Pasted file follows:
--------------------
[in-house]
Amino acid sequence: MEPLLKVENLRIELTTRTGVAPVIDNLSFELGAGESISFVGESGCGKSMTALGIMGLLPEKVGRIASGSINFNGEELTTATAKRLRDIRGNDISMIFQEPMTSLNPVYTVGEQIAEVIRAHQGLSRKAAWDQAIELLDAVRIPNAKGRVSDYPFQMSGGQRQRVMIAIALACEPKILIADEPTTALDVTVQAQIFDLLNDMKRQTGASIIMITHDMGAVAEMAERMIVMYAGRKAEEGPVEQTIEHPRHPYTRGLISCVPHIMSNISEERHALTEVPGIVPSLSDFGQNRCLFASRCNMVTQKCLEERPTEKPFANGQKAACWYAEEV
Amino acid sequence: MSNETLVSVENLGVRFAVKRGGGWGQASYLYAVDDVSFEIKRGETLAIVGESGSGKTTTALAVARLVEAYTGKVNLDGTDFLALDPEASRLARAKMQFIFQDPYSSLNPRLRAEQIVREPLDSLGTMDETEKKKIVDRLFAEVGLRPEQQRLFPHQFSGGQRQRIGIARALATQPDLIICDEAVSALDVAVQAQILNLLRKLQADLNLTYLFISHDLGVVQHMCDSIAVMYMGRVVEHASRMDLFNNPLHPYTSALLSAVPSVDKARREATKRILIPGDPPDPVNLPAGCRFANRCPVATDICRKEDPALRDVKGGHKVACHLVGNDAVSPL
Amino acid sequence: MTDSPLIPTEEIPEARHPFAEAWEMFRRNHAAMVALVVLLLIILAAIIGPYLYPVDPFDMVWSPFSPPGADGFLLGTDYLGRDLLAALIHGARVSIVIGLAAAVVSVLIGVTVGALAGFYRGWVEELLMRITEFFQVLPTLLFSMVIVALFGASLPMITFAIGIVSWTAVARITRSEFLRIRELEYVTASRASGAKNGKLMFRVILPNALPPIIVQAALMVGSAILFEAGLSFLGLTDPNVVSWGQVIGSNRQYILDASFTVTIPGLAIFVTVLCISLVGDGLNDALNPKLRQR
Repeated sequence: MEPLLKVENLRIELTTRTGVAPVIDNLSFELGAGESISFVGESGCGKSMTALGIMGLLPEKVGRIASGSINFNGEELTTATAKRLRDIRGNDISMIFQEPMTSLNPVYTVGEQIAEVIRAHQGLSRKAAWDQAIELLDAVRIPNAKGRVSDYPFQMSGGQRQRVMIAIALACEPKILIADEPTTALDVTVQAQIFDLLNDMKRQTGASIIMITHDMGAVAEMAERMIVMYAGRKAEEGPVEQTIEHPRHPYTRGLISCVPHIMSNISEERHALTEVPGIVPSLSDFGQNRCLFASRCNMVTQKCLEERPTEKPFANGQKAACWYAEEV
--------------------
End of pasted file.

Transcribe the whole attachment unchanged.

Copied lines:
[in-house]
Amino acid sequence: MEPLLKVENLRIELTTRTGVAPVIDNLSFELGAGESISFVGESGCGKSMTALGIMGLLPEKVGRIASGSINFNGEELTTATAKRLRDIRGNDISMIFQEPMTSLNPVYTVGEQIAEVIRAHQGLSRKAAWDQAIELLDAVRIPNAKGRVSDYPFQMSGGQRQRVMIAIALACEPKILIADEPTTALDVTVQAQIFDLLNDMKRQTGASIIMITHDMGAVAEMAERMIVMYAGRKAEEGPVEQTIEHPRHPYTRGLISCVPHIMSNISEERHALTEVPGIVPSLSDFGQNRCLFASRCNMVTQKCLEERPTEKPFANGQKAACWYAEEV
Amino acid sequence: MSNETLVSVENLGVRFAVKRGGGWGQASYLYAVDDVSFEIKRGETLAIVGESGSGKTTTALAVARLVEAYTGKVNLDGTDFLALDPEASRLARAKMQFIFQDPYSSLNPRLRAEQIVREPLDSLGTMDETEKKKIVDRLFAEVGLRPEQQRLFPHQFSGGQRQRIGIARALATQPDLIICDEAVSALDVAVQAQILNLLRKLQADLNLTYLFISHDLGVVQHMCDSIAVMYMGRVVEHASRMDLFNNPLHPYTSALLSAVPSVDKARREATKRILIPGDPPDPVNLPAGCRFANRCPVATDICRKEDPALRDVKGGHKVACHLVGNDAVSPL
Amino acid sequence: MTDSPLIPTEEIPEARHPFAEAWEMFRRNHAAMVALVVLLLIILAAIIGPYLYPVDPFDMVWSPFSPPGADGFLLGTDYLGRDLLAALIHGARVSIVIGLAAAVVSVLIGVTVGALAGFYRGWVEELLMRITEFFQVLPTLLFSMVIVALFGASLPMITFAIGIVSWTAVARITRSEFLRIRELEYVTASRASGAKNGKLMFRVILPNALPPIIVQAALMVGSAILFEAGLSFLGLTDPNVVSWGQVIGSNRQYILDASFTVTIPGLAIFVTVLCISLVGDGLNDALNPKLRQR
Repeated sequence: MEPLLKVENLRIELTTRTGVAPVIDNLSFELGAGESISFVGESGCGKSMTALGIMGLLPEKVGRIASGSINFNGEELTTATAKRLRDIRGNDISMIFQEPMTSLNPVYTVGEQIAEVIRAHQGLSRKAAWDQAIELLDAVRIPNAKGRVSDYPFQMSGGQRQRVMIAIALACEPKILIADEPTTALDVTVQAQIFDLLNDMKRQTGASIIMITHDMGAVAEMAERMIVMYAGRKAEEGPVEQTIEHPRHPYTRGLISCVPHIMSNISEERHALTEVPGIVPSLSDFGQNRCLFASRCNMVTQKCLEERPTEKPFANGQKAACWYAEEV